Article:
The muckraking documentaries that uncovered the havoc humans wreak.

The Cove     Photo: Louie Psihoyos/ The Oceanic Preservation Society 2008

The People's Choice

We asked for readers' favorite adventure documentaries on Facebook and Twitter. The runaway winner? Alone in the Wilderness (, a mail-order-only 2003 cult classic about Richard Proenneke, an Iowa mechanic who retires and moves to Twin Lakes, Alaska, to live an examined life in the outdoors. Consisting mostly of woodworking shots and amateur wildlife footage, the film taps into the daydreams of cubicle workers worldwide.

An Inconvenient Truth
Did Al Gore—with those cartoons of Mr. Sunbeam and greenhouse-gas goblins—oversimplify the facts? Were the projections showing Manhattan underwater too dire? Did he turn himself into a lightning rod for skeptics? Perhaps. But Davis Guggenheim's 2006 film on Gore's nationwide campaign to sound the climate-change alarm works because of Gore's lecturing style: patient, accessible, and scarily informed. The film permanently elevated the national discourse on the most crucial issue of our time.

Who Killed the Electric Car?
While Martin Sheen's narration is occasionally wooden, this 2006 murder mystery is otherwise pitch perfect. The victim here is the General Motors EV-1, a concept car that was released to California drivers in 1996 in response to the state's 1990 Zero Emissions Vehicle Mandate, only to be literally thrown on a scrap heap in 2003. Director Chris Paine finds plenty of Big Oil and Big Auto villains, but he lays equal blame on us consumers, and avoids turning his film into an anticapitalist screed. Who Killed demonstrates that we had the technology to usher in the era of the smart car long before Toyota did, and long before Detroit had to beg for a bailout.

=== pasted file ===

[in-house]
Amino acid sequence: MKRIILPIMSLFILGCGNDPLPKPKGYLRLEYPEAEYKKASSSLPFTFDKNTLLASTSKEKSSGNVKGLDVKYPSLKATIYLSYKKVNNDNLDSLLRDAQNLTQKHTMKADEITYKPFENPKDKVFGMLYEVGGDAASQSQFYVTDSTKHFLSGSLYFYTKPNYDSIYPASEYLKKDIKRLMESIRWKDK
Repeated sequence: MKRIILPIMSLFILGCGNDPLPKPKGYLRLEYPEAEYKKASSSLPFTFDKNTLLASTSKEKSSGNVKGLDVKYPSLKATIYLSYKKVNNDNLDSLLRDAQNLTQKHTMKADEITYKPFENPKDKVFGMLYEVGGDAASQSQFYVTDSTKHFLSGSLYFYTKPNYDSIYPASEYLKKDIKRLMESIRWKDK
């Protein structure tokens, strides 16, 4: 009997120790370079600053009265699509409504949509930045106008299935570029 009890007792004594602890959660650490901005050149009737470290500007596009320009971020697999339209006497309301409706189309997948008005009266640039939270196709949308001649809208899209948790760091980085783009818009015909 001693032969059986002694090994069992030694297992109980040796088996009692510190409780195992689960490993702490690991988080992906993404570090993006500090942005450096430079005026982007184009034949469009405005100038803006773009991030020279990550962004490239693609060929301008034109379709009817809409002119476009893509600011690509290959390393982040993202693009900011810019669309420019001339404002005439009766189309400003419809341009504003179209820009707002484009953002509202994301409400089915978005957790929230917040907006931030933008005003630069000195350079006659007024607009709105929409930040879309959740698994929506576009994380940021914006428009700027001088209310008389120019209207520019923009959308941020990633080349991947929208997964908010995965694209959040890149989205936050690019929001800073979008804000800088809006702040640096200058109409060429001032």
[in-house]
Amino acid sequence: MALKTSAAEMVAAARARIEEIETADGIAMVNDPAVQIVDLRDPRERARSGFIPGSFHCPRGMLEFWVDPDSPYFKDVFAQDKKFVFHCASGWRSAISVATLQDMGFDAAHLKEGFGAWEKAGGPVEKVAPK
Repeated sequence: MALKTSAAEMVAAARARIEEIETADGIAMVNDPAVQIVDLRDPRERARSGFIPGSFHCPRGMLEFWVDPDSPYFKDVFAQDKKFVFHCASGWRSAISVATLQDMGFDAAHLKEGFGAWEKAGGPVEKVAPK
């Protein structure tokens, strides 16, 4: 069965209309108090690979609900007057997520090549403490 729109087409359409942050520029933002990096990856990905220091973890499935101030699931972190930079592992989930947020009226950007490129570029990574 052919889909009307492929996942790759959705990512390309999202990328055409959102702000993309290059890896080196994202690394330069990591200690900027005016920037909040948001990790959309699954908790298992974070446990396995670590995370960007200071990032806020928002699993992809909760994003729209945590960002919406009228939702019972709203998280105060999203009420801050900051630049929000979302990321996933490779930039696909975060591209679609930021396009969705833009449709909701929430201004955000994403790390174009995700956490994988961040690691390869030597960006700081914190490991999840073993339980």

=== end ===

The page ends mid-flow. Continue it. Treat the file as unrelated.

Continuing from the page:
Food, Inc.
Super Size Me, Morgan Spurlock's 2004 McDonald's binge, was more popular, but Food, Inc. stands as the signal culinary documentary of our time. With images like headless chickens shuttling down factory lines, the Robert Kenner–directed film offers a quick and very dirty crash course in subjects we knew we were wary of—Uncle Sam's subsidization of the corn industry; feedlots; E. coli; genetically modified crops—but until now had never seen in such graphic terms.

An exposé on clean natural gas's dirty secrets? We don't hear you stampeding to theaters. But Josh Fox's new film is a fresh successor to investigative docs like Food, Inc. Fox is Michael Moore without the ranting: Approached by energy companies hoping to drill on his Pennsylvania land, he sets out on a cross-country road trip to explore the side effects of drilling. Everywhere he goes, he finds Americans reporting illnesses and some of the mankiest-looking water this side of Bangalore. With natural gas touted as the savior to our energy woes, this film is one you won't want to miss. And wait'll you see the pyrotechnics. Many characters in this movie can—and will!—set their water on fire.

The Cove
Night-vision goggles, bad guys wielding harpoons, corrupt cops, hidden cameras—never has environmentalism seemed this exciting. This exposé of the now infamous dolphin slaughter in Taiji, Japan, plays like a thriller, right up to the denouement—activist Ric O'Barry walking into an International Whaling Commission meeting with footage of the hunt playing on a video monitor strapped to his chest. The Cove won the 2010 Oscar for Best Documentary, and established director Louie Psihoyos as the anti–Paul Watson, a guy who spurs change with his camera, not his antics.

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